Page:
When the rumors that the President is pregnant begin to spread, she laughs them off. Years of political life have given her thick elephantine skin to match her artfully dyed gray hair, and this is the first surprise she has had in a long time.
The second surprise is that the President’s opponents are half-right. Rather than a new life brewing inside her too-old body, a cluster of cells have grown together, like a commune of independent and like-minded people. They have formed a large colony and set up shop. They are not illegal aliens; this term has always rubbed the President the wrong way, and her speechwriters know it well by now. No, the cells, like the people who sneak into the President’s country, are parts of herself. They want a comfortable place to live and the opportunity to work well and industriously.
Opinions are divided on whether or not they harm the economy. Still, so many are quick to say out, out, out. Now. The President patiently explains to her doctor, to the First Gentleman, to her daughter, that despite the findings in her womb, she feels well, just fine. In fact, she tries to explain to her husband drowsily one night, she feels that the newborn cells are performing a necessary duty in her body, eating a part of her that she can’t and doesn’t wish to use anymore. He turns away from her in disgust, pops a sleeping pill, and asks her if a side effect of being a President in her condition is going crazy.
The President holds a private meeting for the few people who’ve been told. The schedule says that she is Getting a Haircut. At the meeting, she avoids touching her hair entirely, since it was actually done the day before, when the schedule said she was having a Confidential Meeting. Go figure. Surgery is out of the question, the President explains. It will interfere with her work, with the nation, with the United States of America. It is a grandiose claim, but a true one, as they all acknowledge. A President taking time off for medical reasons? Nobody wants that.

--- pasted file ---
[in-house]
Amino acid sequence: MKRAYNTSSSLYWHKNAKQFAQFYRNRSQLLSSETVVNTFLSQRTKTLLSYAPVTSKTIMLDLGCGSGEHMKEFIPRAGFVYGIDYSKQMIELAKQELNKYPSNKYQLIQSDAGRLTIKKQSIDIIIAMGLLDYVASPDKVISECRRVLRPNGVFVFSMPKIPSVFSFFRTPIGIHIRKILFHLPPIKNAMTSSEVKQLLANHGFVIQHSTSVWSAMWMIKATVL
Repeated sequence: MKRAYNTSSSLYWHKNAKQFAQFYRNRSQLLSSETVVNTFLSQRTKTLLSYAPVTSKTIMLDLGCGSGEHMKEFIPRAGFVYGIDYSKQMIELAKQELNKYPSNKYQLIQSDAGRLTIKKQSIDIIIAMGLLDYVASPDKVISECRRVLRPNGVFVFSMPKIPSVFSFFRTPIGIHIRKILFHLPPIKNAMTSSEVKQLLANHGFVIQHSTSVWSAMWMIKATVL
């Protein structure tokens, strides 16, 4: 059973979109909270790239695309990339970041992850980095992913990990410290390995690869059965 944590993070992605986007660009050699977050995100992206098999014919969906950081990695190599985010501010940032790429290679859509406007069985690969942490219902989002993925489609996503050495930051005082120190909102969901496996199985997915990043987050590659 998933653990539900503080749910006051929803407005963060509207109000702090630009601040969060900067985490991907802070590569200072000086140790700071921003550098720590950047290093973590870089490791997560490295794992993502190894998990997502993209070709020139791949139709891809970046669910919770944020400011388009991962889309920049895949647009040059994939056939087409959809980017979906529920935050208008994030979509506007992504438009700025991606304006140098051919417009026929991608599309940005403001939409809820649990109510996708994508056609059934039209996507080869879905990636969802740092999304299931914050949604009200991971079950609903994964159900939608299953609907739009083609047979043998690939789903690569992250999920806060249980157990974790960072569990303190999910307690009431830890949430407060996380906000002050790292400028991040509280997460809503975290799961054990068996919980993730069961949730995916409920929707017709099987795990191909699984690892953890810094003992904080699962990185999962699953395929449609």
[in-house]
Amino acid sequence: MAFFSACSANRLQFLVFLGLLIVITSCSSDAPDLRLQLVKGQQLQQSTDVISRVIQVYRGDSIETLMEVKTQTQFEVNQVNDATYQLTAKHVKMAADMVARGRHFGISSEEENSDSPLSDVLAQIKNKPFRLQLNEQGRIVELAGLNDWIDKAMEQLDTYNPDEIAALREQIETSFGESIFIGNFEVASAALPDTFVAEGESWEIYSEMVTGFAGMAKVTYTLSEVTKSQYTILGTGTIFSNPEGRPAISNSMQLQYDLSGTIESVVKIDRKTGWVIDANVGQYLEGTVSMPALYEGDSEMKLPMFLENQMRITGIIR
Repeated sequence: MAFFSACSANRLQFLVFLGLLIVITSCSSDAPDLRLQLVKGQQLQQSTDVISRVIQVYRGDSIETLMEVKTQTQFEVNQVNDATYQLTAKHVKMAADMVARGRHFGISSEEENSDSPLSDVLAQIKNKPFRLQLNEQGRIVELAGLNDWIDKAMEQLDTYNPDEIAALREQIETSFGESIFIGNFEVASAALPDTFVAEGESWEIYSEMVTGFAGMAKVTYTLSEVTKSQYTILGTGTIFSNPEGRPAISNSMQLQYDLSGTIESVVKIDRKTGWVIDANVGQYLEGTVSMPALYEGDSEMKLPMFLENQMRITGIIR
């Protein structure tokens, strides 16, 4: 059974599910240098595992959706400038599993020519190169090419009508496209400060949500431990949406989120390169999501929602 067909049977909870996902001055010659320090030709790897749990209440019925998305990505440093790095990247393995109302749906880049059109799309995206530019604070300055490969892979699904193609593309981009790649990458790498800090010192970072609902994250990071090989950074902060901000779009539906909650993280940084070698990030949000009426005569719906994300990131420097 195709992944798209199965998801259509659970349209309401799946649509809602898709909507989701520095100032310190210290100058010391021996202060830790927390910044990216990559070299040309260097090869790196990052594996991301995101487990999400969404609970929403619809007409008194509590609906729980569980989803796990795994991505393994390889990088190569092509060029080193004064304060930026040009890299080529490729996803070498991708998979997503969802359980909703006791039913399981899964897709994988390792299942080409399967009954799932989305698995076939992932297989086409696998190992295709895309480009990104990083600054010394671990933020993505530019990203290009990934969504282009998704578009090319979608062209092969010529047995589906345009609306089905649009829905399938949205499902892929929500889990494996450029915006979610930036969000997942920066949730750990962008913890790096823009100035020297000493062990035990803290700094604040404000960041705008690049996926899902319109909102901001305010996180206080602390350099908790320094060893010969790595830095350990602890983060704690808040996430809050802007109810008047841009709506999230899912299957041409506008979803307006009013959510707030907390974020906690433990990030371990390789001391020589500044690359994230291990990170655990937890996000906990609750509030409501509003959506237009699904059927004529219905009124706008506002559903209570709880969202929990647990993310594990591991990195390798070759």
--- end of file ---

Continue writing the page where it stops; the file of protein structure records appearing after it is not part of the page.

So they agree. The President nods and raises the subject of immigration policy. Her aides stare at her, glassy-eyed for only a moment before jumping in with the facts and figures she knows already, having gone over them on her own the night before. She asks the aides to draft a newer, more radical bill – just to see what it looks like on paper, she tells them, soothingly.
The First Daughter seeks the President out more often during the next few weeks. She never has anything important to convey, but she shares more information about her life than she has since puberty. Once she addresses the President by a title shed long ago – Mommy.
In the shower, Secret Service outside the door, the President puts her hands on her lower belly. How insulting, she thinks with a jolt, to compare cancer to migrant workers. No President is perfect, though. As she shampoos her hair, the President decides that reform is badly needed, and immigration policy is crucial – but maybe, for the sake of her other title, she won’t run for a second term.